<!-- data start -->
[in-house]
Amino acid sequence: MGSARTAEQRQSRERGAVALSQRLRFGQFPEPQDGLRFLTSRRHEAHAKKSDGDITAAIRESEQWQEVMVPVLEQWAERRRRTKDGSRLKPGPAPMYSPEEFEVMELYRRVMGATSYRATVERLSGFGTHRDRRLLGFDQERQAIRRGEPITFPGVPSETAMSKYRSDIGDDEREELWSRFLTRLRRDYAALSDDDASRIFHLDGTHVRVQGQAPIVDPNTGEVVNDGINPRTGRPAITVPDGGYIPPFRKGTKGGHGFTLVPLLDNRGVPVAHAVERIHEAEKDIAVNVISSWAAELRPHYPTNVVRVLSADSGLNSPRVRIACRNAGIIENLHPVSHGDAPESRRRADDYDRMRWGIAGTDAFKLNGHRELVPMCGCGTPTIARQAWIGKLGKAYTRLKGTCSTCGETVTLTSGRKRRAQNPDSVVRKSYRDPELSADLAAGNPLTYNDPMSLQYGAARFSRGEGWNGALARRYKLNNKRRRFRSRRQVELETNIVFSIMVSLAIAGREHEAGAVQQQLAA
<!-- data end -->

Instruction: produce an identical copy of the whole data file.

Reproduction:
[in-house]
Amino acid sequence: MGSARTAEQRQSRERGAVALSQRLRFGQFPEPQDGLRFLTSRRHEAHAKKSDGDITAAIRESEQWQEVMVPVLEQWAERRRRTKDGSRLKPGPAPMYSPEEFEVMELYRRVMGATSYRATVERLSGFGTHRDRRLLGFDQERQAIRRGEPITFPGVPSETAMSKYRSDIGDDEREELWSRFLTRLRRDYAALSDDDASRIFHLDGTHVRVQGQAPIVDPNTGEVVNDGINPRTGRPAITVPDGGYIPPFRKGTKGGHGFTLVPLLDNRGVPVAHAVERIHEAEKDIAVNVISSWAAELRPHYPTNVVRVLSADSGLNSPRVRIACRNAGIIENLHPVSHGDAPESRRRADDYDRMRWGIAGTDAFKLNGHRELVPMCGCGTPTIARQAWIGKLGKAYTRLKGTCSTCGETVTLTSGRKRRAQNPDSVVRKSYRDPELSADLAAGNPLTYNDPMSLQYGAARFSRGEGWNGALARRYKLNNKRRRFRSRRQVELETNIVFSIMVSLAIAGREHEAGAVQQQLAA